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Measuring Your Research Impact: Author Impact

Author Impact Metrics

An author's impact on their field or discipline has traditionally been measured using the number of times their academic publications are cited by other researchers. There are numerous algorithms that account for such things as the recency of the publication, or poorly or highly cited papers. While citation metrics may reflect the impact or research in a field, there a many potential biases with these measurements and they should be used with care.

Getting Started

  1. Establish an Author ID
  2. Learn about Author Impact metrics
  3. Learn about Journal Impact metrics
  4. Identify databases that provide citation metrics and analysis
  5. Where to publish resources
  6. Join online research communities to expand your network

H-index

What is the h-index?

h-index, proposed by J.E. Hirsch in a 2005 article, is the most widely used research metric.[1] It measures the productivity and impact of an author's scholarly output. Tools for calculating your h-index include Web of Science and Google Scholar.

  • h-index = h has at least h papers that have been cited h times.
    • For example, a researcher with an h-index of 22 has 22 papers that have been cited at least 22 times.
Advantages of the h-index
  • The h-index looks at the cumulative impact of an author's scholarly output and performance. It measures quantity with quality by comparing publications to citations.
  • Several resources, such as Web of Science and Google Scholar, automatically calculate the h-index as a part of citation reports for authors.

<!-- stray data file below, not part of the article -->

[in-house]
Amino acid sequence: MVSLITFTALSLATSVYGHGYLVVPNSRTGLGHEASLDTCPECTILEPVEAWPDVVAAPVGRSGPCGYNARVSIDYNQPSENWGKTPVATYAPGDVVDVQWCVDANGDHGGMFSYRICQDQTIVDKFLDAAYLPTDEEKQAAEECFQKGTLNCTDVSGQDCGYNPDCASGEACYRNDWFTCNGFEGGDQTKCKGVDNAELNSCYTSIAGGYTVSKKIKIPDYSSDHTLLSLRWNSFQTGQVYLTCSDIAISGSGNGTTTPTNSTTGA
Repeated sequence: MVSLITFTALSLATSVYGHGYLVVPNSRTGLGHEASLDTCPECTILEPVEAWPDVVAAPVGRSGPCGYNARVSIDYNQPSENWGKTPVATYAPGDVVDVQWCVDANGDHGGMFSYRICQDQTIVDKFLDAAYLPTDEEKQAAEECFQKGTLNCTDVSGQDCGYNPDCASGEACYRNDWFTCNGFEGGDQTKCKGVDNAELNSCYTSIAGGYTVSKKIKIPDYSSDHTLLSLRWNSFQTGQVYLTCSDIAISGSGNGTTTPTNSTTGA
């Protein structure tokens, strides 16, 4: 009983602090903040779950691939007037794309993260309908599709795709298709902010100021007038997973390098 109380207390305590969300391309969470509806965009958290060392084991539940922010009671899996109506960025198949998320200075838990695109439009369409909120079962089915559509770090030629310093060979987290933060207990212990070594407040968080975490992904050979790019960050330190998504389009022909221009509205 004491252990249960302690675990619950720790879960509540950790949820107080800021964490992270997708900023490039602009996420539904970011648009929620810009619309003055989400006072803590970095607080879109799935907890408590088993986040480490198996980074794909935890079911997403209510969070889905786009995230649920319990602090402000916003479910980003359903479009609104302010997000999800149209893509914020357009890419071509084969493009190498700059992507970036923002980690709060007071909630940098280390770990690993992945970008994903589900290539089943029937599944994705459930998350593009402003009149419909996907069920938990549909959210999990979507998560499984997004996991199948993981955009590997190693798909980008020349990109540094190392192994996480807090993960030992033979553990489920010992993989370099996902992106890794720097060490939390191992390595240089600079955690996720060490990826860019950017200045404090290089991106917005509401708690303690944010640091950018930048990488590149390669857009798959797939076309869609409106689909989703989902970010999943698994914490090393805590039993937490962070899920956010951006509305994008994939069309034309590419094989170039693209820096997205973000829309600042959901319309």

Disadvantages of the h-index
  • h-index does not account for the number of authors per article; articles with many authors count the same as articles with just few or one. Nor does it account for the placement of the author.
  • The metric is biased against "early-career" researchers that have fewer publications.
  • Self-citations can skew results.

  1. Hirsch JE. An index to quantify an individual’s scientific research output. Proceedings of the National Academy of Sciences of the United States of America. 2005;102(46):16569-16572. doi:10.1073/pnas.0507655102.

G-index

What is the g-index?

g-index, proposed by Leo Egghe in his paper Theory and practice of the g-index, 2006, as an improvement to the h-index. The g-index gives more weight to highly-cited articles.

To calculate the g-index:

  • "[Given a set of articles] ranked in decreasing order of the number of citations that they received, the g-index is the (unique) largest number such that the top g articles received (together) at least g² citations."
Advantages of the g-index
  • Accounts for the performance of author's top articles.
  • Helps to make more apparent the difference between authors' respective impacts. The inflated vales of the g-index help to give credit to lowly-cited or non-cited papers while giving credit for highly cited papers.
Disadvantages of the g-index
  • Introduced in 2007, and the debate continues whether the g-index is superior to the h-index. It is not as widely accepted as the h-index.

i10-index

The i10-index, a metric used by Google Scholar, is the number of publications with at least 10 citations for all of the citations listed in your profile. This is a very simple metric to calculate but it is only available in Google Scholar.

In the example below, the Google Scholar profile page shows both the h-index and i10-index.

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